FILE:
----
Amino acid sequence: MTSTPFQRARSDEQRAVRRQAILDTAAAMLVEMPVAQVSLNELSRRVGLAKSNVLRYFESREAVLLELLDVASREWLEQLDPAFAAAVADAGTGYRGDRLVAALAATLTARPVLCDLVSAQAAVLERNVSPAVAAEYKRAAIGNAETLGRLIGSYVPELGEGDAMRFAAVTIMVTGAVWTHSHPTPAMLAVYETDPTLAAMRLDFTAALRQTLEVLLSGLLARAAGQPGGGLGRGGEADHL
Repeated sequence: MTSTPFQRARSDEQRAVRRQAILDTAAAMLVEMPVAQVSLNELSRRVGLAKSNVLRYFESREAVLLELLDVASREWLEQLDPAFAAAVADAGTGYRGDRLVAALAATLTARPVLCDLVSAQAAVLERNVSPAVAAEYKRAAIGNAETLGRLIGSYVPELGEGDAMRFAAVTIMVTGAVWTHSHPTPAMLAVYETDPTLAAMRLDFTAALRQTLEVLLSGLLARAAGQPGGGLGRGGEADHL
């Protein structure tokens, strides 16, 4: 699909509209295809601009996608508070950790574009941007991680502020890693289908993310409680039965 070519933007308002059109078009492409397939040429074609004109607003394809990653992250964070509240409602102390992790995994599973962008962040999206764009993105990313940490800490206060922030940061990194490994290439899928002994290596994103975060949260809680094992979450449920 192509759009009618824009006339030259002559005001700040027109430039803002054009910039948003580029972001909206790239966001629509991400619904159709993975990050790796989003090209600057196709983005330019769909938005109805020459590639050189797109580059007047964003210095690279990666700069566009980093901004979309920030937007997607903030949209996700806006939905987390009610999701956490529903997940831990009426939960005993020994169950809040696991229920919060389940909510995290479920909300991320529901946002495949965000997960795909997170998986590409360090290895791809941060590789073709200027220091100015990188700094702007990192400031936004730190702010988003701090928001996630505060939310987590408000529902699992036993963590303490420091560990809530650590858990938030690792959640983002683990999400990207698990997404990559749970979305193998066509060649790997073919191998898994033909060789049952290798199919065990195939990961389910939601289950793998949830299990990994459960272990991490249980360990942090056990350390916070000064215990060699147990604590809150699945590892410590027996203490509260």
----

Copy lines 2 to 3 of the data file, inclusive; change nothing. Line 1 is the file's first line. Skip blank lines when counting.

Repeated sequence: MTSTPFQRARSDEQRAVRRQAILDTAAAMLVEMPVAQVSLNELSRRVGLAKSNVLRYFESREAVLLELLDVASREWLEQLDPAFAAAVADAGTGYRGDRLVAALAATLTARPVLCDLVSAQAAVLERNVSPAVAAEYKRAAIGNAETLGRLIGSYVPELGEGDAMRFAAVTIMVTGAVWTHSHPTPAMLAVYETDPTLAAMRLDFTAALRQTLEVLLSGLLARAAGQPGGGLGRGGEADHL
């Protein structure tokens, strides 16, 4: 699909509209295809601009996608508070950790574009941007991680502020890693289908993310409680039965 070519933007308002059109078009492409397939040429074609004109607003394809990653992250964070509240409602102390992790995994599973962008962040999206764009993105990313940490800490206060922030940061990194490994290439899928002994290596994103975060949260809680094992979450449920 192509759009009618824009006339030259002559005001700040027109430039803002054009910039948003580029972001909206790239966001629509991400619904159709993975990050790796989003090209600057196709983005330019769909938005109805020459590639050189797109580059007047964003210095690279990666700069566009980093901004979309920030937007997607903030949209996700806006939905987390009610999701956490529903997940831990009426939960005993020994169950809040696991229920919060389940909510995290479920909300991320529901946002495949965000997960795909997170998986590409360090290895791809941060590789073709200027220091100015990188700094702007990192400031936004730190702010988003701090928001996630505060939310987590408000529902699992036993963590303490420091560990809530650590858990938030690792959640983002683990999400990207698990997404990559749970979305193998066509060649790997073919191998898994033909060789049952290798199919065990195939990961389910939601289950793998949830299990990994459960272990991490249980360990942090056990350390916070000064215990060699147990604590809150699945590892410590027996203490509260």